Not an Osprey and a Bit of a Stink.

I was over at Blashford all day today and started with a walk out to the Goosander hide, it was a bit cold and there was light rain and perhaps this was why the sand martins seemed rather few. However on the way there I saw a patch of columbine near the path, this is a native plant, but these were garden escapes. In fact they are quiet common as escapes and are to be seen on roadsides all over the place. Unfortunately the garden forms are often doubles or pale colour varieties and they cross with wild plants diluting the “true” wild plant’s genes in the process.Columbine

In the same part of the reserve I was pleased to see that the seasonal ponds we put in a couple of years ago are holding water, admittedly with the weather we have had perhaps this is not a surprise, but still gratifying.

seasonal pond

seasonal pond

Up at the Lapwing hide I was impressed by the huge numbers of swift feeding over the lake, at least 550 by my estimate, forced to feed low over the water by the poor weather. If it continues they will delay or even fail to breed, so I hope things improve soon. I also saw the Egyptian geese that have taken up residence on the osprey pole, the male was stood up and while the female was sitting out of sight.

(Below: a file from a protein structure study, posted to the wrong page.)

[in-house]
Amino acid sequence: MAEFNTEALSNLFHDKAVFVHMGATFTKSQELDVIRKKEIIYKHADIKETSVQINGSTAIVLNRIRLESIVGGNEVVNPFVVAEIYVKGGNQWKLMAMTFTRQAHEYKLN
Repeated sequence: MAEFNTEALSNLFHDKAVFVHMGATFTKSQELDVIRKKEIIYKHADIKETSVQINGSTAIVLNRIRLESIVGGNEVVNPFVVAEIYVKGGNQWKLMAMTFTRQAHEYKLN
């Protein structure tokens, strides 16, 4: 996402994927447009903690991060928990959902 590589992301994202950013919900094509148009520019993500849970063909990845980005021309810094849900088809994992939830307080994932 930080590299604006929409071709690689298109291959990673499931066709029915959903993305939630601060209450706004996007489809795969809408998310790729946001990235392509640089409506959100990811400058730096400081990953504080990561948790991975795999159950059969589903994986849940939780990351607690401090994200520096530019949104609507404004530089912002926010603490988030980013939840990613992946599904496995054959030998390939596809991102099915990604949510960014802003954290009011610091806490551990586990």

not an osprey!

not an osprey!

I was working in the office pretty much all day, but I did get out around lunchtime and found lots of damselflies resting up on the foliage.

damselfly head on

damselfly head on

I also caught the distinctive whiff of a stinkhorn fungus and quickly found two, of which this was the best.

stinkhorn

stinkhorn

The smell attracts insects, mainly flies, but in this case also a small click beetle.

small click beetle on stinkhorn

small click beetle on stinkhorn

I then realised there was something odd about the fly that at first I thought just was resting there.

stinkhorn with fly

stinkhorn with fly

It was dead and seemed to have been overwhelmed by some sort of fungus.

dead fly on stinkhorn

dead fly on stinkhorn

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